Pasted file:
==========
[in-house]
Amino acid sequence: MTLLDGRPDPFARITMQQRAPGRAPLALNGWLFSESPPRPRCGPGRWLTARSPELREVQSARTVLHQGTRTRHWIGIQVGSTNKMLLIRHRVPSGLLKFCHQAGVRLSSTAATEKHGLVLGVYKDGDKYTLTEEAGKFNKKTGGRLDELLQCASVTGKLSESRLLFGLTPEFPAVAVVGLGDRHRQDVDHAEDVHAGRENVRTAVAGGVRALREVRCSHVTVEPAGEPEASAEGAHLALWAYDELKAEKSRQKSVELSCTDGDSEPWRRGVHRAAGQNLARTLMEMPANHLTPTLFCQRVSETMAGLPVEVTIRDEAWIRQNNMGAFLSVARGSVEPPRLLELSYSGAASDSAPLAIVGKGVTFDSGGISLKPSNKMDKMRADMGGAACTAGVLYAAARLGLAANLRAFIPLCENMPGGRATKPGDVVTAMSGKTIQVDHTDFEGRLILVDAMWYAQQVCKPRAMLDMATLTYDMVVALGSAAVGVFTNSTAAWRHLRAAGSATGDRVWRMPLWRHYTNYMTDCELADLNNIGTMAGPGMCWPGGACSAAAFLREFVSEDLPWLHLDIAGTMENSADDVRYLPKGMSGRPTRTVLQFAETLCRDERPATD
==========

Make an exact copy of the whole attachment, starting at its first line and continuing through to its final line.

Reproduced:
[in-house]
Amino acid sequence: MTLLDGRPDPFARITMQQRAPGRAPLALNGWLFSESPPRPRCGPGRWLTARSPELREVQSARTVLHQGTRTRHWIGIQVGSTNKMLLIRHRVPSGLLKFCHQAGVRLSSTAATEKHGLVLGVYKDGDKYTLTEEAGKFNKKTGGRLDELLQCASVTGKLSESRLLFGLTPEFPAVAVVGLGDRHRQDVDHAEDVHAGRENVRTAVAGGVRALREVRCSHVTVEPAGEPEASAEGAHLALWAYDELKAEKSRQKSVELSCTDGDSEPWRRGVHRAAGQNLARTLMEMPANHLTPTLFCQRVSETMAGLPVEVTIRDEAWIRQNNMGAFLSVARGSVEPPRLLELSYSGAASDSAPLAIVGKGVTFDSGGISLKPSNKMDKMRADMGGAACTAGVLYAAARLGLAANLRAFIPLCENMPGGRATKPGDVVTAMSGKTIQVDHTDFEGRLILVDAMWYAQQVCKPRAMLDMATLTYDMVVALGSAAVGVFTNSTAAWRHLRAAGSATGDRVWRMPLWRHYTNYMTDCELADLNNIGTMAGPGMCWPGGACSAAAFLREFVSEDLPWLHLDIAGTMENSADDVRYLPKGMSGRPTRTVLQFAETLCRDERPATD